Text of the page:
Tuesday, 6 September 2011

No Going Back?

" Fancy thinking the Beast was something you could hunt and kill!........You knew didn't you? I'm part of you?Close, close, close! I'm the reason why it's no go. Why things are what they are."

William Golding

Lord of the Flies

I came across this quote the other day and it sums up rather well my failed borderline schizophrenic attempts to quit high risk climbing. Hopefully this post will explain where my head is at before this climb and what lead me here. I'm also hoping that writing about it will be personally cathartic and clear some headspace!
The 'Beast' mentioned in the quote above I relate to the inner demon that drives my climbing and risk taking. I wish it was the inspirational motivation that people think it it is but it sure aint. It controls most of my major decisions and terrifies me with its power to do so. On one side I hate and fear it but on the other I love and respect it, it's tough to balance between them. Going too far in one direction means depression and darkness and the other in a frenzy of dangerous climbing like soloing F&F or gaining grades solo and quickly.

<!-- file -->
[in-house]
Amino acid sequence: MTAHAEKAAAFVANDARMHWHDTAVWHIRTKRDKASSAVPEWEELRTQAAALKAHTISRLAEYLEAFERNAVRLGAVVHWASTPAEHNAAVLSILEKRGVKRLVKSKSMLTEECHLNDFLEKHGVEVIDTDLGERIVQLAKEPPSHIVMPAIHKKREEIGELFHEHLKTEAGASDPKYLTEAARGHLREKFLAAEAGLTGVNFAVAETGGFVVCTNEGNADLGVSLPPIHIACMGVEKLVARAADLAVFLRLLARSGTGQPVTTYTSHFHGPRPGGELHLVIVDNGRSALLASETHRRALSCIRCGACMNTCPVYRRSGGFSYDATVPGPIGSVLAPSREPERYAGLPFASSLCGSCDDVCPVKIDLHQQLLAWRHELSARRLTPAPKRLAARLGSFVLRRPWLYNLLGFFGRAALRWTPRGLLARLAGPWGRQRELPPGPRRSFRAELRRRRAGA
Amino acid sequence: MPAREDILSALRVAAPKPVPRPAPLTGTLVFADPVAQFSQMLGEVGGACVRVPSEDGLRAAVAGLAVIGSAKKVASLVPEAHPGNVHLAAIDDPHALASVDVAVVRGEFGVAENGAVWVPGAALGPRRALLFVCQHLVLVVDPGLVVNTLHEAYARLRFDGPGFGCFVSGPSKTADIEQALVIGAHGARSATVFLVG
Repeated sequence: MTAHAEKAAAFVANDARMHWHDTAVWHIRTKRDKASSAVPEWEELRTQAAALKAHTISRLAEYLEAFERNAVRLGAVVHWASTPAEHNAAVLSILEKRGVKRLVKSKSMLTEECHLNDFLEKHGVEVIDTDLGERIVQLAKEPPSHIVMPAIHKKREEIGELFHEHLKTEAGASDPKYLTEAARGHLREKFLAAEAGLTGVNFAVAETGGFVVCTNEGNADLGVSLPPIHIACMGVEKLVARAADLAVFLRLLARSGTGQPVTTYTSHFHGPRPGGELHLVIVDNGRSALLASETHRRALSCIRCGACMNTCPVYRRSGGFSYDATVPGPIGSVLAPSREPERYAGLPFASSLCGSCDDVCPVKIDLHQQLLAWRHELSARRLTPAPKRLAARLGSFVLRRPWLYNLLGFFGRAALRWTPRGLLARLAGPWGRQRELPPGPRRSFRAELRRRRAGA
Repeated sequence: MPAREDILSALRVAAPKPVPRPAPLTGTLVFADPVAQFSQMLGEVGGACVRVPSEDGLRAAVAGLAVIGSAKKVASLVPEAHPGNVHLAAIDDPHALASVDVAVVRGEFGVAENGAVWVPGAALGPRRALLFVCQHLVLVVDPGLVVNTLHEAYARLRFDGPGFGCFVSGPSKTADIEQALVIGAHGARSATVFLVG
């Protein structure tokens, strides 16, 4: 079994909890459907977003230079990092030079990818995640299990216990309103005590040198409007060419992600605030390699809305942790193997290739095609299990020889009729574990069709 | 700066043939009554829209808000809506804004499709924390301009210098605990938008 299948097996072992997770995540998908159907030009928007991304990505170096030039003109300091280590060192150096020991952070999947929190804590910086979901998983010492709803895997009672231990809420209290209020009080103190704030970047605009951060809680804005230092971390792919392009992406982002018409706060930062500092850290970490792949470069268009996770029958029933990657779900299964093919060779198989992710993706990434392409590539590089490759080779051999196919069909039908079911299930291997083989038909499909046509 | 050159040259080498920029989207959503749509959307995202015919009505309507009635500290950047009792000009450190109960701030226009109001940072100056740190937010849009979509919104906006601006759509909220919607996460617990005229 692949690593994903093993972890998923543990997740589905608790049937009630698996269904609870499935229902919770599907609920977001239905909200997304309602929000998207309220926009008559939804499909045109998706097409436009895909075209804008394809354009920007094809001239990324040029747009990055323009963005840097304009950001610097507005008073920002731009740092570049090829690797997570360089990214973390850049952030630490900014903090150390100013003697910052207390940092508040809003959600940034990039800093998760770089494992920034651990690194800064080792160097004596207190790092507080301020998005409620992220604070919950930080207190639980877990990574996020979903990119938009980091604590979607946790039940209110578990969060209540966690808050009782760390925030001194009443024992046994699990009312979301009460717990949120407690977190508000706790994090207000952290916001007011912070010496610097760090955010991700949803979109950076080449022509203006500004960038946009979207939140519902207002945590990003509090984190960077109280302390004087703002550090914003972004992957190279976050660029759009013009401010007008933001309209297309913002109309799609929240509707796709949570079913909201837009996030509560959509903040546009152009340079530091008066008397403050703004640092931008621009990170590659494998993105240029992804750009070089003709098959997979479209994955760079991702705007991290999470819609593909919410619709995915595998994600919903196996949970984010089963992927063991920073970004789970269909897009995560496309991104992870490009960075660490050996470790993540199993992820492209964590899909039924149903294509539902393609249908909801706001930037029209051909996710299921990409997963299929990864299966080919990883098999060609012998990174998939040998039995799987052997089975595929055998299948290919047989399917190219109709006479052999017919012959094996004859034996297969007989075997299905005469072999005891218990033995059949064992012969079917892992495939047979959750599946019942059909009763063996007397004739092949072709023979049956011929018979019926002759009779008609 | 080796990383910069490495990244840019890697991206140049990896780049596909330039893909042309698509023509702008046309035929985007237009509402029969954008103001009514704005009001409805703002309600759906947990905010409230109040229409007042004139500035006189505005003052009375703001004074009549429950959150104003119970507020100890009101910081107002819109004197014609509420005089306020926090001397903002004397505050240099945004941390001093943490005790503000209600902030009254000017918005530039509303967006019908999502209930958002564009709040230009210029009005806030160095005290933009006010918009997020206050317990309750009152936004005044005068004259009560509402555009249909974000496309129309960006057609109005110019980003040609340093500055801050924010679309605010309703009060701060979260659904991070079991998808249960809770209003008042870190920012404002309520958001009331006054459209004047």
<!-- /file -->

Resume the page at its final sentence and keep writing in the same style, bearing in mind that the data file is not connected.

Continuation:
This face somewhat sums up my minds reaction to quitting, basically saying "F**k Off"

I had genuinely thought I was past all this but after the fall I knew I would have to prove to myself I still had bottle and the only way to do that would be to come back and improve on what I have done before. Since the fall I've had a chance at a couple of relationships which is what I thought I wanted but the drive to climb hard again beat any prospect of that and once again emotions were swept ruthlessly aside to make way for climbing. I don't understand why I couldn't just be happy with surviving the fall and all my solos and just settle down, no point dwelling on that stuff though.

Totally entranced with the moves on Tolerance - Pic- Suzy Devey

It's been over a year and a half since the fall and since I managed back on my feet almost every waking moment has been gearing toward what I hope will happen next week, success on E8. These 20 metres of rock have dominated everything for that time, nothing else has particularly mattered and it makes me see how selfish I've become so perhaps it's time to utter the words "I'm quitting after this one" once again only to realise that people are right and as one writer put it "climbing for Kev is an irreversible decision", perhaps there is no going back now? But then with my date for my operation confirmed for 30th of November I don't really have much choice in the matter of stopping for the majority of next year, time to stock up on box sets again!!